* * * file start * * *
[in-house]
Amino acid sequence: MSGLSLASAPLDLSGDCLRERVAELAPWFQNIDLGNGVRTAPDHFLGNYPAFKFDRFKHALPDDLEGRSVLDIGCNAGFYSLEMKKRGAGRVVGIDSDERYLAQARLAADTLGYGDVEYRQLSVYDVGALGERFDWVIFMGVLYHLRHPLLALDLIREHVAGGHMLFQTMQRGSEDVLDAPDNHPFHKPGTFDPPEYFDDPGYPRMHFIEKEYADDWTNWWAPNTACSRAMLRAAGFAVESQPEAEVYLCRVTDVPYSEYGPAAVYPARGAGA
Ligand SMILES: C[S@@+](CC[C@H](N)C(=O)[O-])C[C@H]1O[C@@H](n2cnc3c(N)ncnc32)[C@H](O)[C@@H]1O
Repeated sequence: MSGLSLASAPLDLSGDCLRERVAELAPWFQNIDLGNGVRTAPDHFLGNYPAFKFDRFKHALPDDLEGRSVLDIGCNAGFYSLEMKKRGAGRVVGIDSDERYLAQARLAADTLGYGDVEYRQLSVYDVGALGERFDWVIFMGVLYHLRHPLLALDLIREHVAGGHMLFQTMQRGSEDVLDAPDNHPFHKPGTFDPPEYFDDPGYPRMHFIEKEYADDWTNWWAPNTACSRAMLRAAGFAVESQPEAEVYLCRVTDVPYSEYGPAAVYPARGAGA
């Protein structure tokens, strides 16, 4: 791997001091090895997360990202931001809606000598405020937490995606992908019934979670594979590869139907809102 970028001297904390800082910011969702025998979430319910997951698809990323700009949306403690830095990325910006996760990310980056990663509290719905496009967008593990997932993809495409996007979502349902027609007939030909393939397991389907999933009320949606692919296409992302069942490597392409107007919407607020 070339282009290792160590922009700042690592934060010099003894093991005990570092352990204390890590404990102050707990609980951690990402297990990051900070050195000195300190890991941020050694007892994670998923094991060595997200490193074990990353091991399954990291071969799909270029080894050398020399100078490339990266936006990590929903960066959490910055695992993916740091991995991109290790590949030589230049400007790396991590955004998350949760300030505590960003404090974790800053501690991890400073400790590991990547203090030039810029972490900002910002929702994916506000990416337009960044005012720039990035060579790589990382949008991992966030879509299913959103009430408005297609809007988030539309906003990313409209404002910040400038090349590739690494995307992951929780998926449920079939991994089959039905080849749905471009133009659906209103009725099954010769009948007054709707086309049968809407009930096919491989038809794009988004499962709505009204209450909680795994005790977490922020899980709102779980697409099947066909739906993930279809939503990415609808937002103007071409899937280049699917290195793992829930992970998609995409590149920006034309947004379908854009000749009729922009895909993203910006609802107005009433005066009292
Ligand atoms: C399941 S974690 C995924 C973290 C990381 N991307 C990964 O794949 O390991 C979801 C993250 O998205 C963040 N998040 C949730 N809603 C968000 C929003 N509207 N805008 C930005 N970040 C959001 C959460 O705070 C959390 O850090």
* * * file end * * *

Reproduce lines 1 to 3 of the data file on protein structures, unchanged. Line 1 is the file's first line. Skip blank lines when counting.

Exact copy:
[in-house]
Amino acid sequence: MSGLSLASAPLDLSGDCLRERVAELAPWFQNIDLGNGVRTAPDHFLGNYPAFKFDRFKHALPDDLEGRSVLDIGCNAGFYSLEMKKRGAGRVVGIDSDERYLAQARLAADTLGYGDVEYRQLSVYDVGALGERFDWVIFMGVLYHLRHPLLALDLIREHVAGGHMLFQTMQRGSEDVLDAPDNHPFHKPGTFDPPEYFDDPGYPRMHFIEKEYADDWTNWWAPNTACSRAMLRAAGFAVESQPEAEVYLCRVTDVPYSEYGPAAVYPARGAGA
Ligand SMILES: C[S@@+](CC[C@H](N)C(=O)[O-])C[C@H]1O[C@@H](n2cnc3c(N)ncnc32)[C@H](O)[C@@H]1O